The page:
You have a unique medical history. Therefore, it's essential to talk with your doctor about your personal risk factors or experience with urinary incontinence. By talking openly and regularly with your doctor, you can take an active role in your care.
General Tips for Gathering Information
Here are some tips that will make it easier for you to talk to your doctor:
- Bring someone else with you. It helps to have another person hear what is said and think of questions to ask.
- Write out your questions ahead of time, so you don't forget them.
- Write down the answers you get. Make sure you understand what you are hearing. If you don't, tell the doctor. Ask for educational materials.
- Ask where you can find more information. You have a right to know.
Specific Questions to Ask Your Doctor
- Based on my health history, am I at risk of developing urinary incontinence?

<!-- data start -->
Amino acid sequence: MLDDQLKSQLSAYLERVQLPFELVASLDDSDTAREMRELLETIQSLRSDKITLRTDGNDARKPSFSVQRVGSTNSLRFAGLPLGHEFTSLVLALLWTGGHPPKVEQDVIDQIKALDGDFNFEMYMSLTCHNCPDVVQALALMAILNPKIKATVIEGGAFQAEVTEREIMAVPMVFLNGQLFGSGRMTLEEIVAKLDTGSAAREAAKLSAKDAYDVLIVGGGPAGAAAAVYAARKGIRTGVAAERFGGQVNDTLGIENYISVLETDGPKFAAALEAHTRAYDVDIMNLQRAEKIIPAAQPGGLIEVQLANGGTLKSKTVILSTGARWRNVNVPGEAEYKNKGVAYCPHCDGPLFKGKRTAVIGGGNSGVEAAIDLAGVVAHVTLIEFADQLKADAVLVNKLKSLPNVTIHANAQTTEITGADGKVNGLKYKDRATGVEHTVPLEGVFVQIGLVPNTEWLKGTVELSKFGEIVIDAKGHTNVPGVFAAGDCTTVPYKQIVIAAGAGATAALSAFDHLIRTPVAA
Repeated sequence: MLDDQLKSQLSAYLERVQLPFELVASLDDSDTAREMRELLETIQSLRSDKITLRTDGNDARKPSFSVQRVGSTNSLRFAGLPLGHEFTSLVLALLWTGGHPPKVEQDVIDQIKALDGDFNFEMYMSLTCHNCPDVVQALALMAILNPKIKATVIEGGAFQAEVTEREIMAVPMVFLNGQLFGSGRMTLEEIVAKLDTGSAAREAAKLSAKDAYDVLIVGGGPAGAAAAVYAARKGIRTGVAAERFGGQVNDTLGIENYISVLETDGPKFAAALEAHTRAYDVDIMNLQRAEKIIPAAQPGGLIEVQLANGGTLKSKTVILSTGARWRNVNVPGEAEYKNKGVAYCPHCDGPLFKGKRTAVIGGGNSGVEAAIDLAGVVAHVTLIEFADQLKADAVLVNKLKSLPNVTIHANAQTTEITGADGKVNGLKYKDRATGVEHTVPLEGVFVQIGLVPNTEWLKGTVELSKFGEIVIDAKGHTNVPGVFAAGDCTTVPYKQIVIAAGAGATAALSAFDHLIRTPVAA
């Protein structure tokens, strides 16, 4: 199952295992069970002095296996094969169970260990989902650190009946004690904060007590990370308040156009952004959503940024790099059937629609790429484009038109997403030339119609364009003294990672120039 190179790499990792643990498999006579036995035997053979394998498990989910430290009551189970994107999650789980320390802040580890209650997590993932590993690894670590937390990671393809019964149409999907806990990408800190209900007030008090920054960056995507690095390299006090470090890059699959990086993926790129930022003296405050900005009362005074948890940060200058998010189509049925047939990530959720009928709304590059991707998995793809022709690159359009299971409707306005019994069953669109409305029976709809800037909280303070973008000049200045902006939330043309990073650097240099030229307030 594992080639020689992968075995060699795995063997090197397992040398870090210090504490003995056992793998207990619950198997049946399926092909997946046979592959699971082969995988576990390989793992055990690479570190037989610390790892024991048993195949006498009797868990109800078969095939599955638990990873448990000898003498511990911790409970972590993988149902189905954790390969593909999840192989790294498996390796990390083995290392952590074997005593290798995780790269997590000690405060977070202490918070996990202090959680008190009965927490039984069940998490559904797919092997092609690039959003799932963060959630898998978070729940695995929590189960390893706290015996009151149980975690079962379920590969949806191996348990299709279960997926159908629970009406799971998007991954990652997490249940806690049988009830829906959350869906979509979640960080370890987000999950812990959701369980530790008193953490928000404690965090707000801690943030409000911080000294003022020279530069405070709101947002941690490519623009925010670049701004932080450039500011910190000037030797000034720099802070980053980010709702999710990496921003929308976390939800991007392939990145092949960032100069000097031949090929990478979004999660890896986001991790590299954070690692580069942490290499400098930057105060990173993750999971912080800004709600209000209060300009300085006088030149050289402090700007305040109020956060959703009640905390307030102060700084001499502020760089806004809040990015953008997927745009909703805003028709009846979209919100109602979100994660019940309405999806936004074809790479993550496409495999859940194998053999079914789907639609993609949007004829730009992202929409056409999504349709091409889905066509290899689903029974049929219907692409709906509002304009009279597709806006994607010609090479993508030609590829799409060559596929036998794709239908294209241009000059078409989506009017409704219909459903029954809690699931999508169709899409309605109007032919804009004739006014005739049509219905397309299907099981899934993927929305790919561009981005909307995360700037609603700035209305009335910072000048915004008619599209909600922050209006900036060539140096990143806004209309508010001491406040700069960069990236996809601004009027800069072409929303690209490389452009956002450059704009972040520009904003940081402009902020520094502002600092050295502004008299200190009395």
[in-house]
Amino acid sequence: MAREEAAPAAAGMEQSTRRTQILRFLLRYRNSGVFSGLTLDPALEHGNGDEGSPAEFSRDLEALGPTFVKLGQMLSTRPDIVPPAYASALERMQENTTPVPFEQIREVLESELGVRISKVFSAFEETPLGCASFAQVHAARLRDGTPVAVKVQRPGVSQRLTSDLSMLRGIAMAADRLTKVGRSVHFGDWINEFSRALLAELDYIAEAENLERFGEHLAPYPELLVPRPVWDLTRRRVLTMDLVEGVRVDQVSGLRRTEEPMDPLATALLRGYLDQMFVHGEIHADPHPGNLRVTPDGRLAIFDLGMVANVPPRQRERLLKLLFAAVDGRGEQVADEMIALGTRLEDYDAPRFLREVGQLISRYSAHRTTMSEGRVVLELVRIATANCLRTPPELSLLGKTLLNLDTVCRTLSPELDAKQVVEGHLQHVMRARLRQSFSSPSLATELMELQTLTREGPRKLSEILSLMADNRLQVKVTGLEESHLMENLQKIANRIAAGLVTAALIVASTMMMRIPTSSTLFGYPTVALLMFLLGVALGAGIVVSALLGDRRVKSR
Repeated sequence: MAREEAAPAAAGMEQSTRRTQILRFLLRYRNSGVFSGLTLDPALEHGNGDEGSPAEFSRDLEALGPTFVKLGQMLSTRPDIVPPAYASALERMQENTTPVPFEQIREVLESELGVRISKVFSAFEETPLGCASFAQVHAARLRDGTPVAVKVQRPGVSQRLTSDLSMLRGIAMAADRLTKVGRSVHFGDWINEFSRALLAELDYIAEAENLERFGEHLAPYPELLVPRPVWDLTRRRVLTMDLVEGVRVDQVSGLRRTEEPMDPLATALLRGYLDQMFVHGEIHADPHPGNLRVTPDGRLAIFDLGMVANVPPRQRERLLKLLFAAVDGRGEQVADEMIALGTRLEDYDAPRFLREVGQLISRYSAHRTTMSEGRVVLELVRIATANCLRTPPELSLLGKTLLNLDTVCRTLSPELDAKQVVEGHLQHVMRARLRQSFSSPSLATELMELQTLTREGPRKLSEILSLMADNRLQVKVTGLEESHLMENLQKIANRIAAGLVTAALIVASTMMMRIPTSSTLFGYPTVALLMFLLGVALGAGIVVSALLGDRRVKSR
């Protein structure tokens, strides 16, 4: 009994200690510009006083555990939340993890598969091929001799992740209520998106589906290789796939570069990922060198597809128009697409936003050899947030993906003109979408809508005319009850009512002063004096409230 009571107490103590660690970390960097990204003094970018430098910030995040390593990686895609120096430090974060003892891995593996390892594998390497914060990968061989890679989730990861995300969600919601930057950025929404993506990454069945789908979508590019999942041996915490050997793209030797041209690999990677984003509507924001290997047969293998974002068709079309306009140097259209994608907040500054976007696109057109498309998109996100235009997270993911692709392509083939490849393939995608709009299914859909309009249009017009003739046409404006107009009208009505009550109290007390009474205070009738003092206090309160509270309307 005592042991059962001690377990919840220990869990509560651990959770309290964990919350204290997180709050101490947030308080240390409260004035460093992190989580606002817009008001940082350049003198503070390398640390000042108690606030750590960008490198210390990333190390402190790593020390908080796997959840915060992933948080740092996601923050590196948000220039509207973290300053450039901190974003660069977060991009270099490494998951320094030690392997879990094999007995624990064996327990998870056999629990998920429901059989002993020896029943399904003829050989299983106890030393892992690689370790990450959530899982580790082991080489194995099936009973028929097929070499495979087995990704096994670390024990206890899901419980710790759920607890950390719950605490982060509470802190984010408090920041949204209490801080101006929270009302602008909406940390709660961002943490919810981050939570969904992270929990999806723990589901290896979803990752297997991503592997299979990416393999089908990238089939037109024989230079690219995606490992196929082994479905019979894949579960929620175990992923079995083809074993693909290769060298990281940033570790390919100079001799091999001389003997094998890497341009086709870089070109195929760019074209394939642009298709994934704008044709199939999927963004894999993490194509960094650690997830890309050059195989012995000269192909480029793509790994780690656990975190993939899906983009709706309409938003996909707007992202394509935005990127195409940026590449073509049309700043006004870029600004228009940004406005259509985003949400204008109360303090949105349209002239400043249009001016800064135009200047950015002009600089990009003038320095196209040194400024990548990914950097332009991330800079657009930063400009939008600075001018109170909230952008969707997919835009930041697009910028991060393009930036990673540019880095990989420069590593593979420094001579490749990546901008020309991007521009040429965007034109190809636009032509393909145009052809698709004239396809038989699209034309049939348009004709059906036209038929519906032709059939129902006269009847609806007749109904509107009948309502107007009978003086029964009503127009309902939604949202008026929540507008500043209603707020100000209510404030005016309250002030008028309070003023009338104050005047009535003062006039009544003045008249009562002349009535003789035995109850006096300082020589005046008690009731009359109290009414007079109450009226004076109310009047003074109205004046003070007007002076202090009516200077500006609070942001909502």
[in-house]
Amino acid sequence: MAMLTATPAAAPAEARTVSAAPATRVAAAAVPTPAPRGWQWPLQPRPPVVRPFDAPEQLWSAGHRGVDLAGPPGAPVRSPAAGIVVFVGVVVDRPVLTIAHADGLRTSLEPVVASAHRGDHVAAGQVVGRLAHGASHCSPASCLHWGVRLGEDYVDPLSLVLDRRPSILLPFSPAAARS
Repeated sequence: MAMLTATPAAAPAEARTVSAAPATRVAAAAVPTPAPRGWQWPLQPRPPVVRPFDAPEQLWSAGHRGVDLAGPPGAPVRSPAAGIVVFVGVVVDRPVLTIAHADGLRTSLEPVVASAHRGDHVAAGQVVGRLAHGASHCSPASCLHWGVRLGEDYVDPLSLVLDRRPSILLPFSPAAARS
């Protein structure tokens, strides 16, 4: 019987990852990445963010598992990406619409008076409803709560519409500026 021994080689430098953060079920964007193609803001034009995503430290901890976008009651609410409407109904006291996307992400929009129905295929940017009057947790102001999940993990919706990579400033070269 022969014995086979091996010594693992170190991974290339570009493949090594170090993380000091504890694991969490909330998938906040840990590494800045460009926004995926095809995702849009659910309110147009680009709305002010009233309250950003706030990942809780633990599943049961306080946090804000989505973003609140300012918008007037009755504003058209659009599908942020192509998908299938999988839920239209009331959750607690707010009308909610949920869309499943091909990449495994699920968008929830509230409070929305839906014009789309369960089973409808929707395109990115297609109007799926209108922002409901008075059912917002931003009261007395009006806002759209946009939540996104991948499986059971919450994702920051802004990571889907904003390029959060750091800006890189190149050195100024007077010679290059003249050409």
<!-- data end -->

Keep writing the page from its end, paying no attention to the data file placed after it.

- Should I start Kegel exercises or estrogen cream (for women) now to help prevent it from happening?
- Do any of the medicines I take make my risk higher?
- Are there other things I can do to make my risk lower?
- What could have caused my incontinence?
- Is there more than one factor or cause?
- What can I use on my skin to keep urine from breaking it down?
- Are there other problems that I should be aware of?
- How is urinary incontinence normally treated?
- Are there any newer treatments that may work better for me?
- Do you think I should join a clinical trial?
- Is there a clinical trial that will work for me?
- Are there any medicines that will supplement my fluid restriction and prolong the time between visits to the bathroom?
- Will medicines like these be safe for me to use?
- How often should I do Kegel exercises?
- What about regular physical exercise? What type of exercise is safest for me?
- Can I be cured?
- If I am cured, could the problem return?
- Will my treatment have any lasting negative effects?
- Reviewer: EBSCO Medical Review Board Adrienne Carmack, MD
- Review Date: 12/2018 -
- Update Date: 01/15/2019 -